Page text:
Caught on Camera: Florida Deputy Saved From Fentanyl Exposure
When Florida Deputy Nick Huzior reported for duty one hot August morning earlier this year, it’s unlikely he expected to overdose on drugs. Then again, with large scale fentanyl arrests on the rise and most of those arrests coming off traffic stops, the Flagler County Deputy Sheriff was most likely braced for anything.
Good thing too. Because the footage captured on his body warn camera showed the Florida Deputy did indeed come into contact with the deadly opioid. It also showed he was able to keep his cool, despite his life literally being on the line.
“I feel light-headed,” Deputy Sheriff Huzior told his colleague. “Call EMS.”
Fortunately that colleague — Deputy First Class Kyle Gaddie — was as calm, cool and collected as Deputy Huzior. And he immediately began life-saving efforts
Those efforts of course center around Narcan, the overdose-reversing drug that has become a mainstay in every law enforcement officer’s arsenal. In fact, with America’s overdose death rate continuing to set records, everyone is advised to have Narcan on hand.
And not just a single dose either. For as the incident with Florida Deputy Huzior makes clear, most overdoses require at least a double dose of Narcan.
A Florida Deputy Finds Fentanyl
According to Micolucci’s report, the Flagler County Sheriff’s Office said “the incident began when several people called 911 to report a reckless driver who had fled a hit-and-run in the city of Bunnell and then continued to drive recklessly on State Road 11.”
“The callers said the driver ran off the road several times and almost caused several more crashes.”
“Eventually, the driver stopped on his own at 15150 SR 11, and bystanders stood by with the driver until law enforcement arrived.”
That’s when Florida Deputies Huzior and Gaddie arrived on the scene and found 61-year-old George Clemons of Crescent City in the driver’s seat with the car keys under his leg.
“The Deputies also saw narcotics, an empty Bud Light can and a mini “shooter” of alcohol in plain view inside the vehicle.”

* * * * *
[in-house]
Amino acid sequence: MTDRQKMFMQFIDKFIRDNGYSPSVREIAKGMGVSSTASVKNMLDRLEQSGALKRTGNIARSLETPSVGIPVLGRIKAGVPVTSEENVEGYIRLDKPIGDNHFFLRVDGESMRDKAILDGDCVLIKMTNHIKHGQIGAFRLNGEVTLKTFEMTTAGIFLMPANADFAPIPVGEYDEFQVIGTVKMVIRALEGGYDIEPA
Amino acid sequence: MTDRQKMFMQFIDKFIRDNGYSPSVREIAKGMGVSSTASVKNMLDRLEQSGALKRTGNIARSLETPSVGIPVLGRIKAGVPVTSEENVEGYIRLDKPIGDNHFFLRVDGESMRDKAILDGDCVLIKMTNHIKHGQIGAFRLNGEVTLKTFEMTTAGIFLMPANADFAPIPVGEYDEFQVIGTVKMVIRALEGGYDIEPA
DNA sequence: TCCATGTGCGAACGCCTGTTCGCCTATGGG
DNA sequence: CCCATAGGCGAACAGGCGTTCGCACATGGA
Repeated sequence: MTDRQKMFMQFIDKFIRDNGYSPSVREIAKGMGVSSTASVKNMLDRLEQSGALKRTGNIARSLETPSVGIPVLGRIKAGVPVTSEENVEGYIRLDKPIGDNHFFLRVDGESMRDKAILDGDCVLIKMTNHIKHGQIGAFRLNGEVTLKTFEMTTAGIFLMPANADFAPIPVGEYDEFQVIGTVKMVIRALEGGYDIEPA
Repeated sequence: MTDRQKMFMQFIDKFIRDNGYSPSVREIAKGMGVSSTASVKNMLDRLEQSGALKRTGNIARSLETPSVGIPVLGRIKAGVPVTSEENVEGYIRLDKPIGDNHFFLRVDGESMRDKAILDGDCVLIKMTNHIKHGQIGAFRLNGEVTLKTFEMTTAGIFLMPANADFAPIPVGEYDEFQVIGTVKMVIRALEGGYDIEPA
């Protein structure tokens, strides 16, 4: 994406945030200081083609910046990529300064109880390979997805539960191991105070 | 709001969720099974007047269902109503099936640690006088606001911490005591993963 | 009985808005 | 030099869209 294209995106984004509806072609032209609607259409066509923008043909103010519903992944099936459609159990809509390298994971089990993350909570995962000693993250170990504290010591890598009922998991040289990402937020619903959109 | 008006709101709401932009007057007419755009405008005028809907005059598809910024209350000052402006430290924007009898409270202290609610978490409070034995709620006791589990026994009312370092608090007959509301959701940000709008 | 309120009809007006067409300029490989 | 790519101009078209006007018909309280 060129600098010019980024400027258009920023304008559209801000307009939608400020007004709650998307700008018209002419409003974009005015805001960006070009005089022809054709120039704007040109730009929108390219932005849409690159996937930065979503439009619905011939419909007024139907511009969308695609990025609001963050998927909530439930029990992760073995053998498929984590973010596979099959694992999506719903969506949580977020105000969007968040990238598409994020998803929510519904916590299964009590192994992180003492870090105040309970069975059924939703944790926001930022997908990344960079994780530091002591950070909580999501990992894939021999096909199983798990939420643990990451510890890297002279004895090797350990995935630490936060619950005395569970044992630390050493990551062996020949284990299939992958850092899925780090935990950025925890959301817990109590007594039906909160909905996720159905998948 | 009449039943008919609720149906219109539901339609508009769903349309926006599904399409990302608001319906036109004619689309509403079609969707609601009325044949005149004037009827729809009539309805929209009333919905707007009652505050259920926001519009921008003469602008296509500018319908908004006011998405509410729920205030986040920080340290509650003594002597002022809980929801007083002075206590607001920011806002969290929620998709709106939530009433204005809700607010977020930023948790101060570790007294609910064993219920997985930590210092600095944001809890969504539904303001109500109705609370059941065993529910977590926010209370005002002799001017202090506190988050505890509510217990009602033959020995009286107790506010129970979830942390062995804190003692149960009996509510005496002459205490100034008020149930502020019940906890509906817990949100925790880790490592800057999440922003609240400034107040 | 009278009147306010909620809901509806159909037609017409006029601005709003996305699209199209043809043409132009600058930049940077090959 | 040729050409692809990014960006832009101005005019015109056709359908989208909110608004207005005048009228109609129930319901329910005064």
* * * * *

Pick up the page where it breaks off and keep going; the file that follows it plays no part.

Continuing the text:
Since Clemons refused to conduct field sobriety exercises, he was placed under arrest and charged with DUI.
“That’s when Huzior started field testing the narcotics that were found in the car.”
Clemons was eventually hit with a litany of charges, including DUI, fentanyl possession, cocaine possession, possession of less than 20 grams of marijuana, possession of a legend drug without a prescription, possession of suboxone and possession of drug paraphernalia.
The Bunnell Police Department also charged Clemons with leaving the scene of a crash with property or vehicle damage in connection with the hit-and-run in their jurisdiction.
“What happened yesterday is a perfect example of the dangers law enforcement face each and every day from poison on the streets,” Flagler County Sheriff Rick Staly said. “Thankfully our deputies are well trained and equipped with Narcan which allowed DFC Gaddie to potentially save the life of a fellow deputy. I would also like to thank the good Samaritans who stopped to check on Deputy Huzior and Gaddie while they were waiting for EMS as well as Flagler County Fire Rescue and AdventHealth Palm Coast for taking care of him.”
Healing Properties Salutes the Florida Deputies
Healing Properties wholeheartedly salutes Florida Deputy Huzior, as well as Deputy First Class Gaddie. Both exhibited extraordinary composure during what could easily have been a tragic situation. And both deserve all the respect in the world.
We also salute the Flagler County Sheriff’s Office. Sheriff Staly is obviously doing something right — a few somethings in fact. Because his deputies are as well-trained as they are well-prepared. We hazard to even speculate on what may have happened had they <i>not</i> been trained and prepared.
We also hope the footage reminds everyone of two things — the risk that accompanies every interaction with fentanyl, and the added risk law enforcement officers now must take on account of the lethal opioid. These officers are risking their lives on the behalf of the people they serve. They deserve our respect, as well as our gratitude.
Speaking of which, have you come a little too close to fentanyl lately? Would you like to rid your life of the deadly risk? It’s doable you know. Definitely doable. And it all begins with a phone call. Whaddya say?
Flagler County Sheriff Deputy Image Courtesy News4Jax.